Iguala Mass Graves: Are They Linked To Mexico Missing Students?

October 13, 2014 | By Garrett Montgomery More

Iguala Mass Grave

The mass graves discovered in Iguala, Mexico are believed to contain the bodies of 43 students and teachers, who were kidnapped on September 26. Authorities have arrested numerous police officers from the small city of Iguala, who have confessed to working with gang members to kill and bury the students and teachers in the mass graves.

The Iguala mass graves story sheds light on how the drug cartels run local governments in Mexico. On September 26, a group of 80 students and teachers from the Ayotzinapa college in Iguala took the streets to protest the new education laws.

In an effort to get locals to join and donate to their cause, about 60 of them boarded 3 buses at the town’s central station. In Mexico, it is a well known tradition that demonstrators will sometimes hijack or “borrow” public buses, use and return them.

The tradition is not liked by the Mexicans, who are inconvenienced as they are making their way back home or heading to work.

Police officers and criminals, who are members of the Guerreros Unidos gang (in many Mexican cities the two are the same,) were not amused by the protest and started shooting at the buses.

According to local media, three passersby including a 15-year-old girl were killed by the gangsters and police’s bullets. Few of the students managed to escape, but 43 demonstrators were taken to a forest where they were murdered, burned to charcoal and buried in 10 mass graves.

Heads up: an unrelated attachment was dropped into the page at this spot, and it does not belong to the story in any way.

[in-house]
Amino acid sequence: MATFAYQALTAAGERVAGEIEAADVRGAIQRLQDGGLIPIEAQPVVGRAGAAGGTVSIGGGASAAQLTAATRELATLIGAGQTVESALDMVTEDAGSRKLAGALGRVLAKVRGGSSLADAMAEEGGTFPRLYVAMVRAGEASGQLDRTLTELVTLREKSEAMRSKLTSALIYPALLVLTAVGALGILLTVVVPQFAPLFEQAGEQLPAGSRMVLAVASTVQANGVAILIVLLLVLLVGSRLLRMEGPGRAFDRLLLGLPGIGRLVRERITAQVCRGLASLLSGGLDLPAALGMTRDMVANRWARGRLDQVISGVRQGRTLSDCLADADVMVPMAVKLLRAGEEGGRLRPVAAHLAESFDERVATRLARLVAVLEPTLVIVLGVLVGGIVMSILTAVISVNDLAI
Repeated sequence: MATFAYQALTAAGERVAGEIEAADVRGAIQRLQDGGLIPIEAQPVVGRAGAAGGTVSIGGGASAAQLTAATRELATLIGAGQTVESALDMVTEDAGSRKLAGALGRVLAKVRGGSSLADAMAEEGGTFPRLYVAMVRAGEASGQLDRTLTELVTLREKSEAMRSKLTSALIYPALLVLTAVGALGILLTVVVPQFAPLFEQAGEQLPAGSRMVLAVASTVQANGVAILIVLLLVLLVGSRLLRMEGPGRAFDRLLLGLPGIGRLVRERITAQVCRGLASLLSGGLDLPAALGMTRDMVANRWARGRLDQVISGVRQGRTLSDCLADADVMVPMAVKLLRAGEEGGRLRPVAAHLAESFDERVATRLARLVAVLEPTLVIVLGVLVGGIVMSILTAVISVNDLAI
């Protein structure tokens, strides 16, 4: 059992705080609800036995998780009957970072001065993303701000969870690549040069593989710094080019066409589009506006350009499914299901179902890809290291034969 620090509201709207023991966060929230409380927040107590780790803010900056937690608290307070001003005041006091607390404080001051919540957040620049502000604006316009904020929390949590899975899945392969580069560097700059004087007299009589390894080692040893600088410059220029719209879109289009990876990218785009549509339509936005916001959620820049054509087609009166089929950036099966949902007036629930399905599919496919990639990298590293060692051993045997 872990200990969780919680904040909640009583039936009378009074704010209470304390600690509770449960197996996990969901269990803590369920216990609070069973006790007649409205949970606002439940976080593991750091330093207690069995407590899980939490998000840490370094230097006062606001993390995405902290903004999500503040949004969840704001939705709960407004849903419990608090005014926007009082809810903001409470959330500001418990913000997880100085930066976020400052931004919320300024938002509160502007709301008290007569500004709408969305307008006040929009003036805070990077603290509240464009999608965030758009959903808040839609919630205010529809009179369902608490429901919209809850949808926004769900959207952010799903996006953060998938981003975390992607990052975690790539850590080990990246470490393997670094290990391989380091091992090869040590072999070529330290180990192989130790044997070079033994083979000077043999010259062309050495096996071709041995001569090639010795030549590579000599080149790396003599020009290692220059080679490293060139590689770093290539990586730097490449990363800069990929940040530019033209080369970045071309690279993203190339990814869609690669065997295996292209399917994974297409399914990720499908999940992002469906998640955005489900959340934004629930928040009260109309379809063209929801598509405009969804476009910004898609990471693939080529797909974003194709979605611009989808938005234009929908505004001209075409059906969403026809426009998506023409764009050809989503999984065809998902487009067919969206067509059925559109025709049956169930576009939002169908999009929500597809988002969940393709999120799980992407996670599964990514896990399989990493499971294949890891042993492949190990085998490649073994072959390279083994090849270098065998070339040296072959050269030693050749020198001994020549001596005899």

In a statement issued by Governor Angel Aguirre, he claimed that the remains found in Iguala mass graves are not those of the kidnapped students and teachers.

When asked on the whereabouts of the protesters, he declined to answer. Mr Aguirre had no explanation as to why Iguala’s Mayor Jose Luis Abarca Velazquez, his wife and the police chief fled the day the mass graves were unearthed.

Some parents of the missing students do not believe the bodies found in the mass graves are of their loved ones.

Many say that President Enrique Peña Nieto and his government are hiding and even torturing the kidnapped students because of their political views.

The students were trying to raise money to travel to the capital to take part in a political event, honoring those killed in the Tlateloco massacre of Oct 2, 1968.

But according to Guerrero state prosecutor Iñaky Blanco, several of the 22 police officers arrested have confessed to killing the students with the help of drug boss El Chucky and members of his Guerreros Unidos gang.

Mexico has called on forensic experts from Argentina to assist with DNA testing on the bodies found at the mass graves.

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